I am a fan of boys choirs. I remember the first one my church had and how my neighbor sang solo. He was about 10 and had the most beautiful voice. I would have loved to have seen young Hedley and hear his choir.

      Midnight mass on Christmas Eve was always special for me. I couldn’t wait until I was old enough to go. I remember the church was festive with poinsettias across the front and around the altar. The priest always wore the white vestment. Carols were sung. The church was crowded but never restless as with other masses. There was just something so special about midnight mass.

      It is a gift that we are drawn back through time to the best of memories and at Christmas time that gift is so every special. I would be joining you with a tearful face and a smile.

  4. Coleen Burnett Says:

    A lovely story, Kat…

    My dear friend Richard, who is choirmaster for several local churches, has once again roped me in to do some singing for a couple of affairs this Christmas. Included in this year’s music is – – God help me – – “Grandma Got Run Over By A Reindeer”.

    Yeesh….

    Sometimes you just have to be a good sport, bear down, and take one for the team….

    🙂

    Coleen

    • katry Says:

      Thanks, Coleen

      “Grandma Got Run Over By A Reindeer”-Yikes!!!

      That is most decidedly taking one for the team: make that several teams!

  5. Bill S. Says:

    That b&w photo reminds us of our acacia Christmas tree in Bolga, decorated with mostly handmade paper ornaments.

    Our first Christmas in Ghana was spent in Tafo; it was also our first Christmas as a married couple, about to have our first child. 1969 was an eventful year. We could never have imagined in 1968 all that taking place just 12 months later. Sometimes people ask if we were a little bit unsure about going to Africa, and I always answer that we had no pre-conceived thoughts about where we would be living, eating, doing, etc. It’s better not knowing and not expecting.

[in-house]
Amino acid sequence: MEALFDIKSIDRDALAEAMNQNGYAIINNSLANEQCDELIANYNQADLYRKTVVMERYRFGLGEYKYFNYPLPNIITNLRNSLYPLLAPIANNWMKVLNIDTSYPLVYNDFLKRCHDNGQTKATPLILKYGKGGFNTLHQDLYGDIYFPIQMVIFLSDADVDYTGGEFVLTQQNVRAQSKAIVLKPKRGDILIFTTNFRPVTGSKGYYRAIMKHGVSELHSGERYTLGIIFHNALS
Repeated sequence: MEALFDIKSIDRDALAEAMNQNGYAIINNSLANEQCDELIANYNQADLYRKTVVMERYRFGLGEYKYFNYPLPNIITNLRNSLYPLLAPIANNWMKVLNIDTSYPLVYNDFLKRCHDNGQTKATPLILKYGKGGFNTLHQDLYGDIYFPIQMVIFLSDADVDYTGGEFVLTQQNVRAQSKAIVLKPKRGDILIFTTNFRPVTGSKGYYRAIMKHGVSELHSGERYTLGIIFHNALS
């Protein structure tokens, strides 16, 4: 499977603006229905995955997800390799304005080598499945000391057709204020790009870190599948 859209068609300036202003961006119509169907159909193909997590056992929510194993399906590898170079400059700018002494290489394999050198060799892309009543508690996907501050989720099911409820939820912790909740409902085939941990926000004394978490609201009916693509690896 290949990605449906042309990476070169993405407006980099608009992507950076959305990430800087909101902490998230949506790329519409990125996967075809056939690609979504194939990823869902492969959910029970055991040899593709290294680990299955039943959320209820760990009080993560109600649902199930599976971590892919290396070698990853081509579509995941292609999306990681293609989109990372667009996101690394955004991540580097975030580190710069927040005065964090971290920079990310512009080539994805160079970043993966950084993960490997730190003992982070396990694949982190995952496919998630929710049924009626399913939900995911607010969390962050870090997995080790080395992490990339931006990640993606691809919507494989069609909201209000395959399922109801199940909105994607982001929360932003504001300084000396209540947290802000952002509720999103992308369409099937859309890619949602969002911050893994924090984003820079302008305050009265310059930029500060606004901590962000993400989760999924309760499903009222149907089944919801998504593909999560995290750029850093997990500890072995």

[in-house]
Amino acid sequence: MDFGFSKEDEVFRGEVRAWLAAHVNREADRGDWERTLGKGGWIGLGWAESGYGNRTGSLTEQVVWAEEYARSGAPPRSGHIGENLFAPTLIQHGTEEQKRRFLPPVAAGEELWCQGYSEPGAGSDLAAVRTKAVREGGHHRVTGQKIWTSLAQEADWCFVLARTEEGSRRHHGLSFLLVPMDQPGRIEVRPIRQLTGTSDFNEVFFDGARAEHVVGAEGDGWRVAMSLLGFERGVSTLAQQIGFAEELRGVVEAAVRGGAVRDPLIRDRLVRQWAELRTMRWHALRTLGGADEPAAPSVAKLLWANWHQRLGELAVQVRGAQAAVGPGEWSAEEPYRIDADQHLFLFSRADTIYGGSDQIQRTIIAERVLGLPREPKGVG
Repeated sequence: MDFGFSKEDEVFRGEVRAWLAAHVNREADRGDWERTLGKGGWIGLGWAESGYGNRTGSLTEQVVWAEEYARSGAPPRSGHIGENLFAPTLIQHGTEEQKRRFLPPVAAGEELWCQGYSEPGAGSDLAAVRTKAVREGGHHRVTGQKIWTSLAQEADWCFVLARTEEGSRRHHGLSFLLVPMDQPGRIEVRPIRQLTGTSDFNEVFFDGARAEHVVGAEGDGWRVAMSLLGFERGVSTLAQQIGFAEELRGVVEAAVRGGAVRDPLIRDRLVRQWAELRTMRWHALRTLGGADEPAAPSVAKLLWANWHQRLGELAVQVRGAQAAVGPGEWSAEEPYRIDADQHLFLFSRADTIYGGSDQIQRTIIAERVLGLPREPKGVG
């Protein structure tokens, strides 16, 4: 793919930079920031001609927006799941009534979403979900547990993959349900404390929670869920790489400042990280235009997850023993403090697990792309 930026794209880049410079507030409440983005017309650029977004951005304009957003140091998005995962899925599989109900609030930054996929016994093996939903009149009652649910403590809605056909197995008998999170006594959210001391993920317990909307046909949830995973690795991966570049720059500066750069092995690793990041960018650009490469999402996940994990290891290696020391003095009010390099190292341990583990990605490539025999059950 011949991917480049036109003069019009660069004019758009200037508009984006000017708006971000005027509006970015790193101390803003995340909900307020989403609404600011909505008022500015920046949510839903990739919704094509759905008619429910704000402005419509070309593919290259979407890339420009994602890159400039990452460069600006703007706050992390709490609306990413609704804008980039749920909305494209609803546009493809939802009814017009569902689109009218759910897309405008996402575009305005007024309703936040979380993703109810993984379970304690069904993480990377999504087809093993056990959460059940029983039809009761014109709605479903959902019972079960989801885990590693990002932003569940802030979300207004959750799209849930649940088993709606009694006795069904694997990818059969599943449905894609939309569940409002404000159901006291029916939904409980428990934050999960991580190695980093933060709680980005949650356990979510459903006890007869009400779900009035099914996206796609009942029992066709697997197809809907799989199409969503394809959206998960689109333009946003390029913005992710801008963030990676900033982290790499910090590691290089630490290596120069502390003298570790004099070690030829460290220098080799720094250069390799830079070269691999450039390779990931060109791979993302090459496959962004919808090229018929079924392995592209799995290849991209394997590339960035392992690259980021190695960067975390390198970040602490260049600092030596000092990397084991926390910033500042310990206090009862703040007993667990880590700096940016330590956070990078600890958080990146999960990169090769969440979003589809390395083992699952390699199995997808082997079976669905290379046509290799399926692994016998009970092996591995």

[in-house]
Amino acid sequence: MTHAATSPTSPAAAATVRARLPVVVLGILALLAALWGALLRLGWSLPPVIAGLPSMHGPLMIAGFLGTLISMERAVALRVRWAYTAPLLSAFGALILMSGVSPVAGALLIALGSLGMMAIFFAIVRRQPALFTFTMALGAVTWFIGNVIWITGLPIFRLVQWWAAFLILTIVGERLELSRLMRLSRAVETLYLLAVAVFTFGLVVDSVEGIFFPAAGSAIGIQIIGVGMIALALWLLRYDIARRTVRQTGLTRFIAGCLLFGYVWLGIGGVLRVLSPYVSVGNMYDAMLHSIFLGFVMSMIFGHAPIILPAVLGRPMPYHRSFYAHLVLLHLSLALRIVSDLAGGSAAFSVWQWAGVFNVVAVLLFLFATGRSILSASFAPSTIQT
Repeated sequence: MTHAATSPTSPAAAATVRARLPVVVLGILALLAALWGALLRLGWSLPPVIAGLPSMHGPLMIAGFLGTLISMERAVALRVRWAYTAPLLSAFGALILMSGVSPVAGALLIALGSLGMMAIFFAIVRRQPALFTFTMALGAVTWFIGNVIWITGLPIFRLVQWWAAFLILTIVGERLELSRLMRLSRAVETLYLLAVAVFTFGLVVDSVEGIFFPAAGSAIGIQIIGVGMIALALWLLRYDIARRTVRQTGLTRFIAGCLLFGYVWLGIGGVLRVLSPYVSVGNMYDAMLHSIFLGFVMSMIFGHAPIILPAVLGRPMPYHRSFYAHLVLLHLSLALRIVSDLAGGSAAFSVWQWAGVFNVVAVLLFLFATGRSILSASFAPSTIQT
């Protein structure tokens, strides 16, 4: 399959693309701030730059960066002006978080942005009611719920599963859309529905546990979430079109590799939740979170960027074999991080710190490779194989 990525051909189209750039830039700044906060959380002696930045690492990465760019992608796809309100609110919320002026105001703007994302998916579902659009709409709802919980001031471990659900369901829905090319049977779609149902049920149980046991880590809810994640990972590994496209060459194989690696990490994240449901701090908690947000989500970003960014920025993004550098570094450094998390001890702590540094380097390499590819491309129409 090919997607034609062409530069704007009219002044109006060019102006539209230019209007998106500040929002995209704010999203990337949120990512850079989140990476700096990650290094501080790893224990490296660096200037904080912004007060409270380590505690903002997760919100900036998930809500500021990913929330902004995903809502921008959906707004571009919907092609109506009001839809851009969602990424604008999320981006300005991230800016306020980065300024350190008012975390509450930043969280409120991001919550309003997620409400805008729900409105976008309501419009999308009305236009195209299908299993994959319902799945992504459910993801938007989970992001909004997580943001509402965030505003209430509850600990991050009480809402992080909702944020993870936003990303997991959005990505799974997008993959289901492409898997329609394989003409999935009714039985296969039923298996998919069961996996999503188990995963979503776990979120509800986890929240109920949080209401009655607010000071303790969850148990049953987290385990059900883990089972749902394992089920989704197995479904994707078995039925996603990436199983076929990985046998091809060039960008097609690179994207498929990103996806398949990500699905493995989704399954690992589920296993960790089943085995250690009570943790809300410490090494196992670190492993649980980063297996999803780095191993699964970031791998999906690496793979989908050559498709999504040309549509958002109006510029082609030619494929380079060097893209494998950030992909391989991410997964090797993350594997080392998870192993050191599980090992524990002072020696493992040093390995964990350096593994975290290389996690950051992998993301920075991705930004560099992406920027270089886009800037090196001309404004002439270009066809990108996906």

It’s snowing again……

    • katry Says:

      Bill,
      That photo is the one in the dining hall that first Christmas I was in Bolga. It probably is an acacia.

      I too had no pre-conceived notions. I remember being asked by the psychologist in Philadelphia if I would mind living in the north. I told him I didn’t care as I knew nothing about it and asked what he knew that made him ask that question. He said he didn’t know either but was supposed to ask.

      The pictures from the Panoply of Ghana were beautiful so I had at least seen them, but that was it.

      I remember on the fact sheet Peace Corps sent us before we left they said we didn’t need spices as Ghanaian food was heavily spiced. They failed to mentioned with hot pepper and nothing else.